Baltic Rim Economies 4/2022

Special issue on Trade Policy

Published on the 31st of October 2022

U.S. trade policies post-Trump

“The world had its highest rate of economic growth from the end of the Second World War until the middle of the last decade. Almost all economies shared in growth well above the historical average and the number of people in poverty fell drastically.”

Anne O. Krueger
Former First Deputy Managing Director
International Monetary Fund

Senior Research Professor
School of Advanced International Studies, Johns Hopkins University

Senior Fellow
Stanford Center for International Development (SCID)

The WTO delivers a bountiful result – but what’s next?

“Early in the Geneva morning of 17th June, the WTO’s twelfth Ministerial meeting – MC12 – came to a close. The agreed package, hammered out over four days and two nights of intense negotiations, actually concluded four and a half years of negotiations since the last ministerial gathering held in Buenos Aires in 2017.”

Mikael Anzén
Sweden’s Ambassador to the WTO

Fragile international relations, trade, and policy

“The past few years have witnessed that nothing is as permanent as change. It seems that our global economies have faced new crises increasingly frequently. Just as we have been able to take a breath and have gained a flicker of the new normal, yet another disruption shakes our renewed balance. The global financial crisis in 2008, followed by the US–China trade war, global Covid-19 pandemic and the Russia’s invasion to Ukraine, have all shaken the global structures that govern the increasingly interconnected trade. As the growth of global trade has brought us welfare and increased living standards, it has also brought us increasingly interconnected and diverse international relations.”

Anna Karhu
Research Manager
Pan-European Institute (PEI), Turku School of Economics, University of Turku

Some new realities in international trade

“Trade and economic sanctions imposed on Russia are unprecedented not only in their scope, but also in their non-compliance with the basic rules of the WTO. These rules are based on the principle of non-discrimination, they also prohibit to introduce trade bans and other restrictions of trade. If the Russian government decides to challenge these sanctions in the WTO arbitration, Western trade lawyers will obviously have to work hard trying to justify these bans by the WTO security exceptions. These exceptions allow WTO members to violate basic rules in limited number of cases. It would be necessary for lawyers to demonstrate that all these bans and restrictions in trade with Russia were taken for the protection of’ “essential security interests” of the countries which introduced sanctions.”

Maxim Medvedkov
Higher School of Economics
Moscow, Russia

Baltic Rim Economies 4/2022 includes the following Expert articles

Anne O. Krueger: U.S. trade policies post-Trump

Mikael Anzén: The WTO delivers a bountiful result – but what’s next?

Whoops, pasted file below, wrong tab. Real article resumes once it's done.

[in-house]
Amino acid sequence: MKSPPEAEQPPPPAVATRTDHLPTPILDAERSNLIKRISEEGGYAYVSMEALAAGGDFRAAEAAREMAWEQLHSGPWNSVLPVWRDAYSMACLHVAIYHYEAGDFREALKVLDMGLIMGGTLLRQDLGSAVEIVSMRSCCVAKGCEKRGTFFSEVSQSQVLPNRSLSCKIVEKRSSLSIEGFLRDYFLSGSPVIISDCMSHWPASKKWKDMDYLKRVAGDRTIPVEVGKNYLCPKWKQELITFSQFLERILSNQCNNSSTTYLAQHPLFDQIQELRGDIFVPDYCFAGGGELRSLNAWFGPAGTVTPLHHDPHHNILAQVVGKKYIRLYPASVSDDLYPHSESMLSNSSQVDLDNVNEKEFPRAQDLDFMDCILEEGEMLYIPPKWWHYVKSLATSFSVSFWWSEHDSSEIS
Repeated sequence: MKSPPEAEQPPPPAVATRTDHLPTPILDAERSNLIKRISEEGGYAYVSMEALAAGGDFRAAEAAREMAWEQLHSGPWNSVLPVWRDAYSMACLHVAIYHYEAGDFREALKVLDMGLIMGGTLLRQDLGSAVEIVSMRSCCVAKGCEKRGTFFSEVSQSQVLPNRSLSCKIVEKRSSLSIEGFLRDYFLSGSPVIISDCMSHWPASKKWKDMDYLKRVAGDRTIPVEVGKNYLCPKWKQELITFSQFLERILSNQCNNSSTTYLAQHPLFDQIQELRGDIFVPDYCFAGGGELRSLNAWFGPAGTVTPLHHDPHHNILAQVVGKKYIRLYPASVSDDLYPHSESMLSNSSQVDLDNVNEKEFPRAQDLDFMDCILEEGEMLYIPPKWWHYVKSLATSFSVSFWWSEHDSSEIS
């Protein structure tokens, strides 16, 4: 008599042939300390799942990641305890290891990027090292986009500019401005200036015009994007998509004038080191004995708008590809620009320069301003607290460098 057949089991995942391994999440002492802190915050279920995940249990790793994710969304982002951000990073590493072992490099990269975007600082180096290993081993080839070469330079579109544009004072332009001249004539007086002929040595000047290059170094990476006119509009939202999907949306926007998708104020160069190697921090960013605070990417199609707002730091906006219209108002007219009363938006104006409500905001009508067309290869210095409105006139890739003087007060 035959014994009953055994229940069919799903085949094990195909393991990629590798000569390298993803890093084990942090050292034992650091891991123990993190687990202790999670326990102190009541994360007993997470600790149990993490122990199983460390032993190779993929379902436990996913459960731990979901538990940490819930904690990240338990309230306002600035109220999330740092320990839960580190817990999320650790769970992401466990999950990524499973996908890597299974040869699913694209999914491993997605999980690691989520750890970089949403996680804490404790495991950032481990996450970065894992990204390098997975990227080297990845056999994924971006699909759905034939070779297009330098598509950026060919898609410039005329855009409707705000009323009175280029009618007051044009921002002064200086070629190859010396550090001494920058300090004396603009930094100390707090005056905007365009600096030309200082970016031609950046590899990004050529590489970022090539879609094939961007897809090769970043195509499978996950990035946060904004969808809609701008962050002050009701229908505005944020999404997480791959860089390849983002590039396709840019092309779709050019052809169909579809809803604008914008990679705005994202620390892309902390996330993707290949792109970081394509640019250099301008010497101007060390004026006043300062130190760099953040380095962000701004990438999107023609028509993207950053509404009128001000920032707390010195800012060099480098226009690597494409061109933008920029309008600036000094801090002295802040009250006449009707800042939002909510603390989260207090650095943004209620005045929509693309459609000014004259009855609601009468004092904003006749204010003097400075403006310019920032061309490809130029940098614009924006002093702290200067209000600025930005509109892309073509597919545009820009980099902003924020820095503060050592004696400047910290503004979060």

James Scott & Rorden Wilkinson: What future the WTO?

Eric W. Bond: The commitment/flexibility tradeoff in trade agreements

Pascal Kerneis: The necessary extension of the WTO Moratorium on E-Commerce

Kent Jones: Pandemic agreements: The trade connection

Dennis Unkovic: The fractured global supply chain

Heli Siikaluoma: International standards in superpower relations

Gilbert Gagné: The North American Free Trade Agreement 1.0 and 2.0

Ka Zeng: Making sense of the U.S.-China trade war

Lenita Toivakka: The geopolitical situation brings uncertainty

Ricardo Borges de Castro: The European Union’s phase of power

Anna Karhu: Fragile international relations, trade, and policy

Frank Heemskerk: Europe’s loss in competitiveness: Home-made solutions for a home-made problem

Dominic Boucsein: The importance of an active EU trade policy for a resilient and prosperous Europe

Mirela Mărcuț: Digital policy: Weapon of choice for EU global leadership

Katharina L. Meissner: EU sanctions: A powerful tool in a ruthless world?

Tony Heron & Gabriel Siles-Brügge: ‘Global Britain’ and ‘post-geography’

Vidmantas Janulevičius: We need to be ready to act in new conditions at any time

Cynthia J. Arnson: Economy and politics in Latin America

Luis Balduino: The Mercosur-European Union Trade Agreement

Pedro Paulo Zahluth Bastos: The meaning of the trade policy of the Jair Bolsonaro administration: A historical perspective

Marco Antônio Rocha, Victor Young, Arthur Welle & Pedro Paulo Zahluth Bastos: Open trade with ecological devastation? The failure of the trade policy of the Jair Bolsonaro administration

Dorotea López & Andrés Bórquez: Chile-China trade relations: Challenges and opportunities

Francisco Javier Ortiz de Artiñano: Mexican foreign direct investment, an opportunity for Europe

Aneta Tyc: Labour rights in the EU FTAs with Australia and New Zealand

Lynda Chinenye Iroulo: The African Union needs a single foreign policy

Jae Sundaram: TRIPS waiver and the failure of multilateralism

Sanjay Kathuria: Is South Asia only a figment of the imagination?: Far from it

Reena Marwah: India’s economic multilateralism in the Indo Pacific: Abundant caution

Arpita Mukherjee & Nida Rahman: Negotiating FTA with the EU: India’s perspective

Rajesh Chadha & Ganesh Sivamani: Critical minerals needed for India’s green transition

D Shyam Babu: As corporate globalisation proved catastrophic, we must focus on globalisation of values

Maxim Medvedkov: Some new realities in international trade

Ninel Seniuk: Russian-Chinese trade: Current trends and prospects

Andreas Raspotnik & Adam Stępień: The future of EU-Russia collaboration in the Arctic

Ruslan Mustakimovich Shafiev: Russia and the integration process in the Eurasian space

Hanna Mäkinen: The efficacy of sanctions: Case Russia